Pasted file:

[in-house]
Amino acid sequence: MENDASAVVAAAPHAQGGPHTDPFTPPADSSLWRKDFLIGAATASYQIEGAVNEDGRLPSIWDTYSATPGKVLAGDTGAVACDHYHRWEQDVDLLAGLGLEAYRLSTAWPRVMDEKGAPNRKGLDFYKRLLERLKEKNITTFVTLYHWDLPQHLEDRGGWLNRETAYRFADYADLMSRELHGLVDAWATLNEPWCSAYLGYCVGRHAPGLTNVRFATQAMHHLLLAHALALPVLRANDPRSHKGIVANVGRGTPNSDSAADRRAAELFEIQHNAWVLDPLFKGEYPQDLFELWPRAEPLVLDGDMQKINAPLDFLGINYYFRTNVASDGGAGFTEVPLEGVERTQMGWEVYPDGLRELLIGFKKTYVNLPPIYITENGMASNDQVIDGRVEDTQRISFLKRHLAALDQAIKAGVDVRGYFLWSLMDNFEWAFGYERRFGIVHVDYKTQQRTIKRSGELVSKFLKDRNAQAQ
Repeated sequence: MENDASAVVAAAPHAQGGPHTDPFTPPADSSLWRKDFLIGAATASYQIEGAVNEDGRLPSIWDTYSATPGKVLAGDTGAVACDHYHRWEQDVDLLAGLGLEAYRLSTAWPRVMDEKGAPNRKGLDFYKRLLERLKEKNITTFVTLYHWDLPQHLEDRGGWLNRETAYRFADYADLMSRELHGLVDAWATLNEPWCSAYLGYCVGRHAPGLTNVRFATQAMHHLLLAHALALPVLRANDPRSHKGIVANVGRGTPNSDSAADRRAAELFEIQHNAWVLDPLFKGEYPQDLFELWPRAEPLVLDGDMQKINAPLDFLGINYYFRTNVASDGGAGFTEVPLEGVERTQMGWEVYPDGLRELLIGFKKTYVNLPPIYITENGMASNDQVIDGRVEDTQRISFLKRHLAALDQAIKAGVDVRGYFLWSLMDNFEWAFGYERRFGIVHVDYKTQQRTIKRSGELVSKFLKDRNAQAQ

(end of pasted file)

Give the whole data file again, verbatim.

[in-house]
Amino acid sequence: MENDASAVVAAAPHAQGGPHTDPFTPPADSSLWRKDFLIGAATASYQIEGAVNEDGRLPSIWDTYSATPGKVLAGDTGAVACDHYHRWEQDVDLLAGLGLEAYRLSTAWPRVMDEKGAPNRKGLDFYKRLLERLKEKNITTFVTLYHWDLPQHLEDRGGWLNRETAYRFADYADLMSRELHGLVDAWATLNEPWCSAYLGYCVGRHAPGLTNVRFATQAMHHLLLAHALALPVLRANDPRSHKGIVANVGRGTPNSDSAADRRAAELFEIQHNAWVLDPLFKGEYPQDLFELWPRAEPLVLDGDMQKINAPLDFLGINYYFRTNVASDGGAGFTEVPLEGVERTQMGWEVYPDGLRELLIGFKKTYVNLPPIYITENGMASNDQVIDGRVEDTQRISFLKRHLAALDQAIKAGVDVRGYFLWSLMDNFEWAFGYERRFGIVHVDYKTQQRTIKRSGELVSKFLKDRNAQAQ
Repeated sequence: MENDASAVVAAAPHAQGGPHTDPFTPPADSSLWRKDFLIGAATASYQIEGAVNEDGRLPSIWDTYSATPGKVLAGDTGAVACDHYHRWEQDVDLLAGLGLEAYRLSTAWPRVMDEKGAPNRKGLDFYKRLLERLKEKNITTFVTLYHWDLPQHLEDRGGWLNRETAYRFADYADLMSRELHGLVDAWATLNEPWCSAYLGYCVGRHAPGLTNVRFATQAMHHLLLAHALALPVLRANDPRSHKGIVANVGRGTPNSDSAADRRAAELFEIQHNAWVLDPLFKGEYPQDLFELWPRAEPLVLDGDMQKINAPLDFLGINYYFRTNVASDGGAGFTEVPLEGVERTQMGWEVYPDGLRELLIGFKKTYVNLPPIYITENGMASNDQVIDGRVEDTQRISFLKRHLAALDQAIKAGVDVRGYFLWSLMDNFEWAFGYERRFGIVHVDYKTQQRTIKRSGELVSKFLKDRNAQAQ